Before I gush about this sweet creamy dessert, I'd like to update you on why I've been in hiding for the past few weeks. I'm debating how many pictures of wedding projects I want to share and how many I want to keep secret to surprise the guests. The suspense is killing me! Many people I've talked to have complained about the dreaded wedding projects they took on when they got married, but I'm loving (almost) every single second of crafting.
As long as I'm not in charge of hanging all the lights in my parents' backyard, I'm delighted to DIY all day. Luckily, hanging cafe lights between the trees on every square-foot of my parents' acre backyard is right up Lucas's alley. Below is a quick snapshot of the entryway into the yard...Lucas's beautiful lighting project accents the impressive gardening my mom's been working hard on every single evening for months.
My silence is an indication of how busy I am crafting all. the. time. My small DIY projects seem completely manageable until you multiply them by 200 and realize that cutting 200 burlap squares and tying tiny bows around 200 jars will take the better part of an entire weekend. And your hands and wrists will be sore. And then you never want to tie another bow as long as you live.
But the final product of 200 BBQ spice rub favor jars with custom labels, burlap tops, baker's twine ties, and "thank you" tags is totally worth it and you only remember how much fun you and your bridesmaid had over the weekend. That's how I spent my weekend thanks to my really really awesome bridesmaid Cas who gave up her Sunday to divide 28lbs of spice rub among 200 tiny jars. Only one more 200-of craft project left...and 9 more weeks to go!
I spent the weekend before surrounded by the wonderful women in my life at my bridal shower hosted by my other really really awesome (and pregnant) bridesmaid Corey. She drew upon my wicked sweet tooth and set up a candy bar for all the guests, and had a two-tiered orange, green, and purple cake made with our CA + TX logo on the front. The whole day was perfect. And on top of it all, I was completely spoiled with so many new kitchen gadgets (and other thoughtful stuff) that I can't wait to use on future recipes.
Another quick update: WE BOOKED OUR HONEYMOON TICKETS LAST WEEK!!! We'll be spending 5 days in Taipei and 11 days in Tokyo/Kyoto during the first two weeks of November. I can't wait to gorge myself with delicious food for two weeks straight. We won't dive into planning the details until after the wedding, but I'd love to hear any recommendations (food or otherwise) from anyone who's been to either place!
Finally, onto my friend Chuy's birthday vanilla earl grey crème brûlée. For the occasion last year, I made him pepperoni pizza quesadillas and strawberry chocolate chip brownies. This year I prepped by asking Chuy, "if Ici happened to have an invent-your-own-flavor contest and they'd then make the most creative flavor, what flavor would you dream up??" He snapped, "that's easy. Earl grey crème brûlée. Obviously."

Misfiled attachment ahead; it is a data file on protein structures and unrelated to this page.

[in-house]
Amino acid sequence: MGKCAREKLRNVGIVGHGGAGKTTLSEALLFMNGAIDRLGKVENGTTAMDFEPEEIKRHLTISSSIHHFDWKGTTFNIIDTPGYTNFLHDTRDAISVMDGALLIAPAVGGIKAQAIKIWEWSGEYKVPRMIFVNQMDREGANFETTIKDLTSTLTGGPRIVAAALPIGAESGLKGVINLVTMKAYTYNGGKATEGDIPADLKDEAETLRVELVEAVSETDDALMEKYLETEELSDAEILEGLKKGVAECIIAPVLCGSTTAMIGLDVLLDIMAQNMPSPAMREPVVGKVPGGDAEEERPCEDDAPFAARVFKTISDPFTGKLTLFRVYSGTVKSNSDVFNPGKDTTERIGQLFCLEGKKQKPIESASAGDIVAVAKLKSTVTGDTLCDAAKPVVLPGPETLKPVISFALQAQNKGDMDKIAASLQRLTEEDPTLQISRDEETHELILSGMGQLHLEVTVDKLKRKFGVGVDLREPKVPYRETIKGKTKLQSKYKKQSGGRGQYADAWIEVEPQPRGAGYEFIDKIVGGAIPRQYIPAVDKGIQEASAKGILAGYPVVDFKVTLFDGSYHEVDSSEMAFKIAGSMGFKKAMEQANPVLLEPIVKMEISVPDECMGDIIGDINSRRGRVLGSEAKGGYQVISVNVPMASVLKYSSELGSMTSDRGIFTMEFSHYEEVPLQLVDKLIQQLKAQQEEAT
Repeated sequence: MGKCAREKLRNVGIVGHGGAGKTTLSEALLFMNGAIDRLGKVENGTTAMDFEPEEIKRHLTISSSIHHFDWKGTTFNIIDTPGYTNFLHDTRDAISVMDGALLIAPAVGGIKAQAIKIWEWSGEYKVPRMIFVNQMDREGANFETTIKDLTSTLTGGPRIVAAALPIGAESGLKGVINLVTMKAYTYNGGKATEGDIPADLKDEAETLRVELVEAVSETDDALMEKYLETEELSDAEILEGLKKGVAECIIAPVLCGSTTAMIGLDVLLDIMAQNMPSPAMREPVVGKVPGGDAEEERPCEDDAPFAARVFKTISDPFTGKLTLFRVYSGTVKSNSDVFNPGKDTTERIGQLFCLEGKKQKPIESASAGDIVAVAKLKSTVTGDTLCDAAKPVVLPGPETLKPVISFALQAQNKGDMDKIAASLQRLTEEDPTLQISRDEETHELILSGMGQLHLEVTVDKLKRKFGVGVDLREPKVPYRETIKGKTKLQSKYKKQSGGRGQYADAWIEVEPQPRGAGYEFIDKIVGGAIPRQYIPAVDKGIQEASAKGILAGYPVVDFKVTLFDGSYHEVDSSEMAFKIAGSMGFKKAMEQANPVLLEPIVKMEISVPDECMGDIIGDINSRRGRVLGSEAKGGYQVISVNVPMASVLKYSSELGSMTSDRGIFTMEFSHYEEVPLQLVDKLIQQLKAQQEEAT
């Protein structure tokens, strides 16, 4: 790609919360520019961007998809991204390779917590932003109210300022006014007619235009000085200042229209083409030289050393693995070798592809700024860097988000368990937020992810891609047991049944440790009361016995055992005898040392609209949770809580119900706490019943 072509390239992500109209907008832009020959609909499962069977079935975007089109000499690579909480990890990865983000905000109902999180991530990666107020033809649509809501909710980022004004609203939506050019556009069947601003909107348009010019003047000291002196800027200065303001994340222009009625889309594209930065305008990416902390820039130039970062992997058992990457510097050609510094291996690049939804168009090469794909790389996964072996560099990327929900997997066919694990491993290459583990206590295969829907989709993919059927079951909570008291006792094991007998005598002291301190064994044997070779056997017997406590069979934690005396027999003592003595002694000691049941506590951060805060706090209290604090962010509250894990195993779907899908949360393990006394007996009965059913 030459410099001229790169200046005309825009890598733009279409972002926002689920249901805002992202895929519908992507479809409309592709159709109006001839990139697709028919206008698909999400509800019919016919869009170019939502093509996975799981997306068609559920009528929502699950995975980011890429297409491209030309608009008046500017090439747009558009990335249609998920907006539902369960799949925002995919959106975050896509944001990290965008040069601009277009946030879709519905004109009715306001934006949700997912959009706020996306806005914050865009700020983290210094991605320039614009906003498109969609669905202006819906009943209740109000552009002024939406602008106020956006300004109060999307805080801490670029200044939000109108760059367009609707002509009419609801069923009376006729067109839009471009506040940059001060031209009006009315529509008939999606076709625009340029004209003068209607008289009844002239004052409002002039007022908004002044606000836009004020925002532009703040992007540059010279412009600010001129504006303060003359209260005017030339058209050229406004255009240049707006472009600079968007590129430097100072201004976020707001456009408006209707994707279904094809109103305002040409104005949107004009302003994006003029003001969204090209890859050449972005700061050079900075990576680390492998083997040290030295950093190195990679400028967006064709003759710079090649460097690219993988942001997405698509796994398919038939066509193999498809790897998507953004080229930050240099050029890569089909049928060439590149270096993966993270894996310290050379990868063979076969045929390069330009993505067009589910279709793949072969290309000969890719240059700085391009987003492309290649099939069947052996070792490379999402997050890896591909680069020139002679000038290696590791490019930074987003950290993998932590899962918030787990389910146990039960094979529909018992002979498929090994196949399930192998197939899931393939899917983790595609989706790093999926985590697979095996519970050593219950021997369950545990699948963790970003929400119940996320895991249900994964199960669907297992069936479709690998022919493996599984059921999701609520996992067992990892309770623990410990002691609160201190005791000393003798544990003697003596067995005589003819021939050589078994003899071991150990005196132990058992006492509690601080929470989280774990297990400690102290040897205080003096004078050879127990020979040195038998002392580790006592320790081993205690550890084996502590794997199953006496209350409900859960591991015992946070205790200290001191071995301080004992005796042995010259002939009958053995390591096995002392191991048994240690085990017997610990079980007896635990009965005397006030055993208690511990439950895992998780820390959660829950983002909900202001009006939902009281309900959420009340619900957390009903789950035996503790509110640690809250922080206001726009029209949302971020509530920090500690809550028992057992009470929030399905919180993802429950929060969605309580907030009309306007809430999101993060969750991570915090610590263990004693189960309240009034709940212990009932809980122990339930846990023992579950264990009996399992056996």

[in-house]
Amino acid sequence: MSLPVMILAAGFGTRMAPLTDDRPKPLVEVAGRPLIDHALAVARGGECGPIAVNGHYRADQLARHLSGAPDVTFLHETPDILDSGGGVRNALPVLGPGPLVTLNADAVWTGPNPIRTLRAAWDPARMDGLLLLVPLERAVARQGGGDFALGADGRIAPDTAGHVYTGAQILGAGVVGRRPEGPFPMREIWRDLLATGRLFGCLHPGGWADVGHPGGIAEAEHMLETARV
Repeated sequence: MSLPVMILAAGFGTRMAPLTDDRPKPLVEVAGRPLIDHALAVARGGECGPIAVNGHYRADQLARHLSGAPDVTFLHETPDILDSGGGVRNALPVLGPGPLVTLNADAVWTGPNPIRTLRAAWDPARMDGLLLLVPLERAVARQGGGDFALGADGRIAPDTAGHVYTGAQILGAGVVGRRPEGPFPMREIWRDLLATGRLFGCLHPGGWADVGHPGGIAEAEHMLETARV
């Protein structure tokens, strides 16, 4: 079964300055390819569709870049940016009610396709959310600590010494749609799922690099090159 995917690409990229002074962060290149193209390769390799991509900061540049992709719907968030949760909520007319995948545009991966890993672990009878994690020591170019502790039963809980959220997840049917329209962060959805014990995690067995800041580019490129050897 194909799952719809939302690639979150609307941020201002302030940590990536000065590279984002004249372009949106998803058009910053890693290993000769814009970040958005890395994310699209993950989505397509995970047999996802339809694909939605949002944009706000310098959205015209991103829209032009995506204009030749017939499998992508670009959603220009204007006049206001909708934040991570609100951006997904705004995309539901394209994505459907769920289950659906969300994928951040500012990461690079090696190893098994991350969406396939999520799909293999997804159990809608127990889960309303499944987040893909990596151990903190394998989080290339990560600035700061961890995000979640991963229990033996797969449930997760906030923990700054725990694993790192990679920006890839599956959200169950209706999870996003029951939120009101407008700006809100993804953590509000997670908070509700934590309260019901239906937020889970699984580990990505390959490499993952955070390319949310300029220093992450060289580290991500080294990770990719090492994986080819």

Right. Duh. Obviously...Wait, what? How am I supposed to know that? And also, what makes you think those flavors would go together? Typically, when Chuy suggests something crazy like this, I question his judgement and do something else...but it was his birthday, so I surprised him with his creation (except not as ice cream).
It gave me an excuse to whip out my new blow torch that Lucas got at Home Depot for my birthday last month. You heard me...he didn't opt for one of the made-for-kitchen butane torches, he went straight to the hardware store and picked up a MAPP blow torch complete with a holster. I look like I could fight crime in my kitchen while making sweet dessert. Supervision required. We're all very lucky that I didn't burn the kitchen down.
I tried to keep the birthday dessert secret, but Chuy instantly knew what was up the second he heard the sound of the flame from blow torch coming from the kitchen. It took a few tries to figure out how to melt the sugar just-so without blackening small spots, but the result was incredibly flavorful and addicting. Turns out his imagination led to a brilliant idea. They should make ice cream out of this stuff. Sweet creamy custard with a hint of tea infusion, topped with a hard sugary shell. Happy birthday, Chuy!
- 1 quart heavy whipping cream
- 1 vanilla bean
- 2½ tablespoons loose leaf earl grey tea
- 1½ cup sugar, separated
- 6 large egg yolks
- Preheat the oven to 325 degrees F.
- Whisk together the heavy cream and loose leaf tea in a medium saucepan. Slice the vanilla bean lengthwise, and scrape the pulp into the saucepan. Add the whole pod to the pan. Over medium-high heat, bring to a boil.
- Remove from heat and cover. Let sit for about 15 minutes.
- Remove the vanilla bean and strain the cream through a fine metal sieve to remove the tea.
- Whisk together ½ cup of sugar and the egg yolks until well combined.
- Slowly pour the cream about ½ cup at a time into the egg yolk mixture, stirring constantly.
- Divide between 6 (8-ounce) ramekins.
- Place the ramekins into a large pan and pour enough hot water into the pan to come about halfway up the sides of the ramekins.
- Bake for about 40-50 minutes, just until the creme brulee is set, but trembling in the center.
- Remove the ramekins from the pan and cool for a few minutes. Cover in plastic wrap and refrigerate for at least 2 hours and up to 3 days.
- Half an hour before melting the sugar on top, remove the ramekins from the refrigerator.
- Divide the remaining cup of sugar between the 6 ramekins, spreading evenly on top. Use a blow torch to melt the sugar and form a crispy top (there should be 1 or 2 dark spots).
- Allow to sit for 5 minutes and serve.